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Posts by This Just In

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  • Joyful noise: U2's Songs of Innocence

    11/01/2014 10:38:44 AM PDT · 63 of 72
    This Just In to Ransomed

    I should have mentioned Toto in that list.

  • Joyful noise: U2's Songs of Innocence

    11/01/2014 10:38:13 AM PDT · 62 of 72
    This Just In to Ransomed

    Not only are we more than casual music fans, we’re musicians working in the industry.

    Despite the fact that the market has been revolutionized, and the way in which musicians record and build a band have changed, musician are still creating great music.

    There are elements to the industry that I think is great for the artist. Everyone has there own home recording studio. Production’s now in the control of the artist. With that freedom comes the influx of mediocre music.

  • Joyful noise: U2's Songs of Innocence

    11/01/2014 1:12:01 AM PDT · 38 of 72
    This Just In to dfwgator

    I”m envious. I haven’t seen him perform live.

    Of the artists you’ve listed, I liked Wilki and Edyta Bartosiewicz. Still have to spend more time with the music, though. Thanks.

  • Joyful noise: U2's Songs of Innocence

    11/01/2014 1:01:38 AM PDT · 36 of 72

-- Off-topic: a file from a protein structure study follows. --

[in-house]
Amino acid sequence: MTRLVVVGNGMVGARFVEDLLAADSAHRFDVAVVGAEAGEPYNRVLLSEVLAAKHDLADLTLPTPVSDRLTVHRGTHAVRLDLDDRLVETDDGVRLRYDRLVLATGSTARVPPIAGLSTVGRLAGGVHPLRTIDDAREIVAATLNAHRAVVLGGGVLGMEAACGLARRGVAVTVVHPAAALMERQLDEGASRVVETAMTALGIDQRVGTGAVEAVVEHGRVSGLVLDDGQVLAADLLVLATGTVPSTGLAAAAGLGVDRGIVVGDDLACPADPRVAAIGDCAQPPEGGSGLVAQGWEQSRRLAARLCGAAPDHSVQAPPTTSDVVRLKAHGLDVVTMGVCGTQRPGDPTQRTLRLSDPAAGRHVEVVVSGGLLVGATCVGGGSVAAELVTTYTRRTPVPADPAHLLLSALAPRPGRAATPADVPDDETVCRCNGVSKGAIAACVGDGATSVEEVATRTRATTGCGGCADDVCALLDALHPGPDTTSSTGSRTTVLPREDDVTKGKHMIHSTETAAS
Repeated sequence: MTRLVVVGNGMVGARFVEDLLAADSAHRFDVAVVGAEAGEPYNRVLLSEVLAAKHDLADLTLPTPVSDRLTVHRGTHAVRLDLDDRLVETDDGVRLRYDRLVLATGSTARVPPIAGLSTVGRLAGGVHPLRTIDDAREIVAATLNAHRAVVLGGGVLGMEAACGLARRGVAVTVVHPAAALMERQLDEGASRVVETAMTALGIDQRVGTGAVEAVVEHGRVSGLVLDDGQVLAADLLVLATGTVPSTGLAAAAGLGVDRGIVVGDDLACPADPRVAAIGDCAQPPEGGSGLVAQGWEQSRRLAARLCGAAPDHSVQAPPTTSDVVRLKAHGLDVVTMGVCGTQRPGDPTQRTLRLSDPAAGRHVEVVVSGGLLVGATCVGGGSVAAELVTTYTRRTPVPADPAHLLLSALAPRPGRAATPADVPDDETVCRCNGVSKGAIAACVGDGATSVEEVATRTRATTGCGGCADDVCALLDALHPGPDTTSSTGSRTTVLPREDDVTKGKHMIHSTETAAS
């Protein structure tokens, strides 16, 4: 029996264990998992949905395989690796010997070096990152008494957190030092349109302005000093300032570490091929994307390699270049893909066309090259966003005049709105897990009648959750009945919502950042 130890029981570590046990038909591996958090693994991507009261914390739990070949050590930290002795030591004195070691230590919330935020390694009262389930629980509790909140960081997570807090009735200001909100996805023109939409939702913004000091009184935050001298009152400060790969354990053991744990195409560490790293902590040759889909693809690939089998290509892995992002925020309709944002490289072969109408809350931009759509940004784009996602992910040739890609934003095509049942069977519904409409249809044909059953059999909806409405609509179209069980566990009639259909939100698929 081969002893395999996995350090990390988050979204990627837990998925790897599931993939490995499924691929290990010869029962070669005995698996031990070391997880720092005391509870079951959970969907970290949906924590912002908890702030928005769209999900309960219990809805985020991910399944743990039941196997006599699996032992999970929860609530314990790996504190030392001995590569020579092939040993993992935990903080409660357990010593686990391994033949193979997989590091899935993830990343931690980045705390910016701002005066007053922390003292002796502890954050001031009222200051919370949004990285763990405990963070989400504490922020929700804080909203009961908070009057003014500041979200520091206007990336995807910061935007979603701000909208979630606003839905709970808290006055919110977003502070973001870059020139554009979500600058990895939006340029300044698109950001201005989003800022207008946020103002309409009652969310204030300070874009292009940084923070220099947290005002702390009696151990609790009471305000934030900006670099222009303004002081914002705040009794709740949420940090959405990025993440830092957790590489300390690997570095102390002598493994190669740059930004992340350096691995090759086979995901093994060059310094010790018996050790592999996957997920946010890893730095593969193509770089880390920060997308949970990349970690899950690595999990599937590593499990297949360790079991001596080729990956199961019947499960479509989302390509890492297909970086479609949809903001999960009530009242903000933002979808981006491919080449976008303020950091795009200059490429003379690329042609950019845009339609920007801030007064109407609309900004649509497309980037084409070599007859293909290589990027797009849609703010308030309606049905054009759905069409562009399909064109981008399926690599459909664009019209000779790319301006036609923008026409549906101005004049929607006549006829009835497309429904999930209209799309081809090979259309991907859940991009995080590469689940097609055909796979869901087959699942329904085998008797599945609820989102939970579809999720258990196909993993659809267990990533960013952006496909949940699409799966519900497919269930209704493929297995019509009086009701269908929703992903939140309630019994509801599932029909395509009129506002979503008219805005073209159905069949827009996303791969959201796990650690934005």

This Just In to dfwgator

    I’ll have to check that out.

    Have you ever listened o Gizmo (Stewart Copeland), Salif Keita, Richard Bona, or Tinariwen?

  • Joyful noise: U2's Songs of Innocence

    11/01/2014 12:52:18 AM PDT · 34 of 72
    This Just In to dfwgator

    True, but there are times in which the end game is not popularity...especially when popularity threatens creativity.

    That’s music’s timeless.

  • Joyful noise: U2's Songs of Innocence

    11/01/2014 12:49:32 AM PDT · 32 of 72
    This Just In to dfwgator

    Thankfully I was raised on international music as well as country, pop, rock, jazz, and classical.

    What artists are you currently listening to?

  • Joyful noise: U2's Songs of Innocence

    11/01/2014 12:47:50 AM PDT · 31 of 72
    This Just In to 21twelve

    Touring has always been a major part of an artists income. You have to promote your music. Steely Dan was the exception, but musicians have to hit the road and promote their album, besides the fact that we just need to perform.

    Teenage angst was and is just a byproduct of what happens when families deteriorate. The music was just another way for these youths to express their frustration, confusion, and anger. Add the liberal agenda into the public education system as well as the continued slide from Judeo-Christian values in society, and there you some of the causes.

    If you add to this fundamental shift in society the change in the way ppl understand economics, the role of our government, commerce/trade, or lack there of in a free society and there you have it....our current situation.

  • Joyful noise: U2's Songs of Innocence

    11/01/2014 12:35:58 AM PDT · 26 of 72
    This Just In to chris37

    Trust me when I say I understand. I come from a multi-generational family of artists in the professional film and music industry...on both sides of the family.

  • Joyful noise: U2's Songs of Innocence

    11/01/2014 12:31:44 AM PDT · 25 of 72
    This Just In to Terry L Smith

    “...from the inception, was a band that had a flaming peacock with a bullhorn, a saltbox to stand on, and empty ideas.”